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Against the Global Northern Map: Chronicling Forced Migration in Doro (Book Review)

By Irene Praga Guerro

Courtesy of Unbound.

The first instance in Doro Ģoumãňęh and Brendan Woodhouse’s Doro (2023) is a map-like representation that seemingly depicts Mo Doro Ģoumãňęh’ journey through various countries and regions in Western and Northern Africa, as well as Southern Europe. The map highlights significant locations along the journey, creating the impression that Ģoumãňęh’s journey was linear and consisted mainly of crossing fictional lines representing geopolitical borders. Historically, maps were artefacts of colonial dominance which presented a totalizing and omniscient view of a large (foreign) territory.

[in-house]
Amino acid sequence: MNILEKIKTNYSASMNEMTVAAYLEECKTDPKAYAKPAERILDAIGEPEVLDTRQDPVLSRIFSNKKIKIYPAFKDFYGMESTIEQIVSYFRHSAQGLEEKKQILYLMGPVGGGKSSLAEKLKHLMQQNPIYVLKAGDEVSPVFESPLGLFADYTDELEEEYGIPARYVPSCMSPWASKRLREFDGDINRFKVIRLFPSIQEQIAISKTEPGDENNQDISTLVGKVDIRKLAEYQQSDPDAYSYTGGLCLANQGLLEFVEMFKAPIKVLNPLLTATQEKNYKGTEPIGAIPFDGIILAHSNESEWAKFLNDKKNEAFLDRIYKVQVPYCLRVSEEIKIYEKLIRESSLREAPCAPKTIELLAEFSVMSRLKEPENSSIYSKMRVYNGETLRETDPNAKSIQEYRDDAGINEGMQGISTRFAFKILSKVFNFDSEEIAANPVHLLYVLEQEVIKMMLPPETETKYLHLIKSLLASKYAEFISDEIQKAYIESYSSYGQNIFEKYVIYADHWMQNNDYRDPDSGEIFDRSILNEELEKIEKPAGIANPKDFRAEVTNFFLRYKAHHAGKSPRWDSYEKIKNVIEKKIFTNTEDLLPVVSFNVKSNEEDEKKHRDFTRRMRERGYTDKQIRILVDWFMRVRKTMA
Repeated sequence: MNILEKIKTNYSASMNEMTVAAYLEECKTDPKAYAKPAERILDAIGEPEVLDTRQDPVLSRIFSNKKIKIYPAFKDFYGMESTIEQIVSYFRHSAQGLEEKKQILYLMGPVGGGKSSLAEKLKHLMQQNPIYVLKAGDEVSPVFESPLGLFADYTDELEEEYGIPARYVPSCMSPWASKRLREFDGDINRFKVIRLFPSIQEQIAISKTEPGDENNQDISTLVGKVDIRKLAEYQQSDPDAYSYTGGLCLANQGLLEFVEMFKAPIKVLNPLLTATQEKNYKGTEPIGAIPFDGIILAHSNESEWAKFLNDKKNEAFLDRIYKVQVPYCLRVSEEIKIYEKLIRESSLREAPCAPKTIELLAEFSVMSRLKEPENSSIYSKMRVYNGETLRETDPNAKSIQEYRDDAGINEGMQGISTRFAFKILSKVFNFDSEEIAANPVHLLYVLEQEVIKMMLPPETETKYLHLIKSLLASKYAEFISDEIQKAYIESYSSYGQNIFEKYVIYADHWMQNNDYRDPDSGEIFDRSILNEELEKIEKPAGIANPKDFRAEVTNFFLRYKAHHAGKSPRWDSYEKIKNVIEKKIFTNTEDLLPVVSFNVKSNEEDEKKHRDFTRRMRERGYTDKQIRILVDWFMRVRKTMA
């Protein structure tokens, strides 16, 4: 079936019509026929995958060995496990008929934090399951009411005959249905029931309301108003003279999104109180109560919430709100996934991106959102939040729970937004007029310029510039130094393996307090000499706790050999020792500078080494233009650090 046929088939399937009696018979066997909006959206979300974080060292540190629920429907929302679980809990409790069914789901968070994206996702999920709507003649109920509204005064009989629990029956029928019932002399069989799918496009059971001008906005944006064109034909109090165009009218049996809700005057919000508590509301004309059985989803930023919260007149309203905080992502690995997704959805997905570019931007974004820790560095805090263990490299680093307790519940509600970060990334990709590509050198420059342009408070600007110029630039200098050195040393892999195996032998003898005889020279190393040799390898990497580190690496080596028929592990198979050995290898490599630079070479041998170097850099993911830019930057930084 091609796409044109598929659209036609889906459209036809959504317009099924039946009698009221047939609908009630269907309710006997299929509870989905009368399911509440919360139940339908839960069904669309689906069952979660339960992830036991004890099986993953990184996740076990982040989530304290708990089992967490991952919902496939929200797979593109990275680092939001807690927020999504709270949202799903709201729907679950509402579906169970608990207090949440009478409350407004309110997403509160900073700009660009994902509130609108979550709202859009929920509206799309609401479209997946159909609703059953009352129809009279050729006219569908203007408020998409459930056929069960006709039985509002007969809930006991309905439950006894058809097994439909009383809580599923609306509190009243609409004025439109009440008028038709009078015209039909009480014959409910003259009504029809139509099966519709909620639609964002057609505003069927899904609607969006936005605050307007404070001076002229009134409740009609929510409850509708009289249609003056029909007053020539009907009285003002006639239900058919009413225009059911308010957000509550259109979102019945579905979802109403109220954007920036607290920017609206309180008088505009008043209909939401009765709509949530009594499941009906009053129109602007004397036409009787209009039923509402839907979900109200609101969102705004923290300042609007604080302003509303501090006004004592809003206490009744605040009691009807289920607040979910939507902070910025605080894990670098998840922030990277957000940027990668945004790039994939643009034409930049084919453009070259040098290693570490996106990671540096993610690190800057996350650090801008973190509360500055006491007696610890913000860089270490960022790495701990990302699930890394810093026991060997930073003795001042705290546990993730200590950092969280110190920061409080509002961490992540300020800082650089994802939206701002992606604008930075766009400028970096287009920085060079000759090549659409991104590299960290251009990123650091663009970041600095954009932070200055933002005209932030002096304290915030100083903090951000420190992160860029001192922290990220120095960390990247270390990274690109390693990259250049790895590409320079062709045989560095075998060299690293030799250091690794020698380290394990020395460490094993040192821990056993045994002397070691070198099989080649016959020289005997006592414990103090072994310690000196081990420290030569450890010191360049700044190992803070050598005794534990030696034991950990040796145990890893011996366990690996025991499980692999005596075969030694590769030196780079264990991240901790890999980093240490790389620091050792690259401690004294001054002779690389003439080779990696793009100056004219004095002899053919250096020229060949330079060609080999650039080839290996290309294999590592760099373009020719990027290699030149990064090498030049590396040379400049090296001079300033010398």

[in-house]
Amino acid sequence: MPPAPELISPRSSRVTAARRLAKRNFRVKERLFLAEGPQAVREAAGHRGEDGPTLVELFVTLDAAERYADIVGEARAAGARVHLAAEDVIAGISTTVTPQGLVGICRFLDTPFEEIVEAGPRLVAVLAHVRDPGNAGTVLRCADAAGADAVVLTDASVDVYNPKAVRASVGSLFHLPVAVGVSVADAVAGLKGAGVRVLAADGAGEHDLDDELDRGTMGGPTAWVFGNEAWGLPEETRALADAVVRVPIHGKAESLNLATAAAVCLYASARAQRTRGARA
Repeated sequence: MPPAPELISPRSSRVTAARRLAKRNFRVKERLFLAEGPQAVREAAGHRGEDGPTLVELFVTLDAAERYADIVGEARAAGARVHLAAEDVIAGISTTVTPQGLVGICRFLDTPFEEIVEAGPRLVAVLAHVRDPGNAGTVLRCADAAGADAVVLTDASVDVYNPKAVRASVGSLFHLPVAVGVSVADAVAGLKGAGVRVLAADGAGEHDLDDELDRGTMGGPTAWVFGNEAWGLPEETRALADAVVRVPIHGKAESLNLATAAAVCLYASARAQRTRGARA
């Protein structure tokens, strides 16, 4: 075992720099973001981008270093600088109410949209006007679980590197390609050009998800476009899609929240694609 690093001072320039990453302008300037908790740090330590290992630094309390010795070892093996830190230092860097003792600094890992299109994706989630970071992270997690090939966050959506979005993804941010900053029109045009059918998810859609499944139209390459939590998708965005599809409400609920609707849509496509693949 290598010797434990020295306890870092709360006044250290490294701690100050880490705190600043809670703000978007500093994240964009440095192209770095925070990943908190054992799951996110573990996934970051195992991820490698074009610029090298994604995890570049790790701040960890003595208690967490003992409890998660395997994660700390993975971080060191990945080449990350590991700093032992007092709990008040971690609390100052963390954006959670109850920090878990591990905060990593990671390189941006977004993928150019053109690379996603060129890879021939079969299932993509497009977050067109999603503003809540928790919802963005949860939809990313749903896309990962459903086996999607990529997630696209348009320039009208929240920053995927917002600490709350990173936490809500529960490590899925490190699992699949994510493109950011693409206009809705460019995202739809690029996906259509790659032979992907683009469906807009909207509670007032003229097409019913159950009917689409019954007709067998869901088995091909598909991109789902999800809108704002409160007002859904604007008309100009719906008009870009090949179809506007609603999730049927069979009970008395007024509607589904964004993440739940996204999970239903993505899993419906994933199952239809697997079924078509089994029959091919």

It is likely that the decision of incorporating one at the beginning of the book was probably taken by the book’s press, UK Unbound, aiming to orientate the European reader through distant and unknown lands, including the vast territories between The Gambia and Angola, and the main cities of Algeria and Libya. However, the map falls short in guiding the reader within the complex and intricate narrative of contemporary forced migration, the routes and roots of which challenge Global Northern notions of mapping and (b)ordering – to begin with, Europe, the ultimate one responsible for the horrific cycle of abuse targeted at refugees, does not feature in this map.

Courtesy of Unbound.